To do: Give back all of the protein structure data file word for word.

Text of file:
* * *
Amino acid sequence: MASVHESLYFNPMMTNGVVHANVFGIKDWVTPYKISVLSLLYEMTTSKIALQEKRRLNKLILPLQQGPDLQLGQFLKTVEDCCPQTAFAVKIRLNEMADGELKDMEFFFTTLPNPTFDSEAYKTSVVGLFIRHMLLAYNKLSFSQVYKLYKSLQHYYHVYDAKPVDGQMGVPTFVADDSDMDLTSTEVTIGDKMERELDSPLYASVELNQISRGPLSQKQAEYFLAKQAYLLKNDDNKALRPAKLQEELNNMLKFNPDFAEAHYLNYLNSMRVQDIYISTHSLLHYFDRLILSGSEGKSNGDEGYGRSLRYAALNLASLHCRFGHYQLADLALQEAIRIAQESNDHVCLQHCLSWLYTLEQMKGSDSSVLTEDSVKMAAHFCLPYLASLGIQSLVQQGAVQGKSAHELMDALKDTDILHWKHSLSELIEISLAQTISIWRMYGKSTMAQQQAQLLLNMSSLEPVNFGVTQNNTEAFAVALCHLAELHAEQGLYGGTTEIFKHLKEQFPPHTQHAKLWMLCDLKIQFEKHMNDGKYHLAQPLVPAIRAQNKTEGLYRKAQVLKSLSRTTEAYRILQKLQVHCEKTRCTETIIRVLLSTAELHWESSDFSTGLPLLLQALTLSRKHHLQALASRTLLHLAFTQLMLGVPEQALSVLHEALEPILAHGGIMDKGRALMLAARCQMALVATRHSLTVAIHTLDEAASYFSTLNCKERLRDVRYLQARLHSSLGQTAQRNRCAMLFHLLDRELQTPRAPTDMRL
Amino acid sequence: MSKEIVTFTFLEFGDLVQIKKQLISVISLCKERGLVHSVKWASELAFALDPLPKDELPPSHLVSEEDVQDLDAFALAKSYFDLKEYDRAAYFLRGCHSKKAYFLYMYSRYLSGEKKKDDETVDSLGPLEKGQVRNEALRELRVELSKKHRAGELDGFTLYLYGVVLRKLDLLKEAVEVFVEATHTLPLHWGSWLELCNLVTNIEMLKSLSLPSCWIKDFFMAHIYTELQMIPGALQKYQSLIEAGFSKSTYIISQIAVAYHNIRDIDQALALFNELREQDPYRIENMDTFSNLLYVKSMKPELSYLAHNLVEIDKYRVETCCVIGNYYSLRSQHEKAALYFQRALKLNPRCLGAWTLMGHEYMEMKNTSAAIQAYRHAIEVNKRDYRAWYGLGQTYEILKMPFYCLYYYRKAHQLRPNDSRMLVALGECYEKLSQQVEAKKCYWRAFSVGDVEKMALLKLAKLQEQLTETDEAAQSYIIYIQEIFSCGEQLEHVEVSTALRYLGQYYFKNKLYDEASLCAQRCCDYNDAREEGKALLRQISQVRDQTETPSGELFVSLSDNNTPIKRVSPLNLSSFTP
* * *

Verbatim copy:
Amino acid sequence: MASVHESLYFNPMMTNGVVHANVFGIKDWVTPYKISVLSLLYEMTTSKIALQEKRRLNKLILPLQQGPDLQLGQFLKTVEDCCPQTAFAVKIRLNEMADGELKDMEFFFTTLPNPTFDSEAYKTSVVGLFIRHMLLAYNKLSFSQVYKLYKSLQHYYHVYDAKPVDGQMGVPTFVADDSDMDLTSTEVTIGDKMERELDSPLYASVELNQISRGPLSQKQAEYFLAKQAYLLKNDDNKALRPAKLQEELNNMLKFNPDFAEAHYLNYLNSMRVQDIYISTHSLLHYFDRLILSGSEGKSNGDEGYGRSLRYAALNLASLHCRFGHYQLADLALQEAIRIAQESNDHVCLQHCLSWLYTLEQMKGSDSSVLTEDSVKMAAHFCLPYLASLGIQSLVQQGAVQGKSAHELMDALKDTDILHWKHSLSELIEISLAQTISIWRMYGKSTMAQQQAQLLLNMSSLEPVNFGVTQNNTEAFAVALCHLAELHAEQGLYGGTTEIFKHLKEQFPPHTQHAKLWMLCDLKIQFEKHMNDGKYHLAQPLVPAIRAQNKTEGLYRKAQVLKSLSRTTEAYRILQKLQVHCEKTRCTETIIRVLLSTAELHWESSDFSTGLPLLLQALTLSRKHHLQALASRTLLHLAFTQLMLGVPEQALSVLHEALEPILAHGGIMDKGRALMLAARCQMALVATRHSLTVAIHTLDEAASYFSTLNCKERLRDVRYLQARLHSSLGQTAQRNRCAMLFHLLDRELQTPRAPTDMRL
Amino acid sequence: MSKEIVTFTFLEFGDLVQIKKQLISVISLCKERGLVHSVKWASELAFALDPLPKDELPPSHLVSEEDVQDLDAFALAKSYFDLKEYDRAAYFLRGCHSKKAYFLYMYSRYLSGEKKKDDETVDSLGPLEKGQVRNEALRELRVELSKKHRAGELDGFTLYLYGVVLRKLDLLKEAVEVFVEATHTLPLHWGSWLELCNLVTNIEMLKSLSLPSCWIKDFFMAHIYTELQMIPGALQKYQSLIEAGFSKSTYIISQIAVAYHNIRDIDQALALFNELREQDPYRIENMDTFSNLLYVKSMKPELSYLAHNLVEIDKYRVETCCVIGNYYSLRSQHEKAALYFQRALKLNPRCLGAWTLMGHEYMEMKNTSAAIQAYRHAIEVNKRDYRAWYGLGQTYEILKMPFYCLYYYRKAHQLRPNDSRMLVALGECYEKLSQQVEAKKCYWRAFSVGDVEKMALLKLAKLQEQLTETDEAAQSYIIYIQEIFSCGEQLEHVEVSTALRYLGQYYFKNKLYDEASLCAQRCCDYNDAREEGKALLRQISQVRDQTETPSGELFVSLSDNNTPIKRVSPLNLSSFTP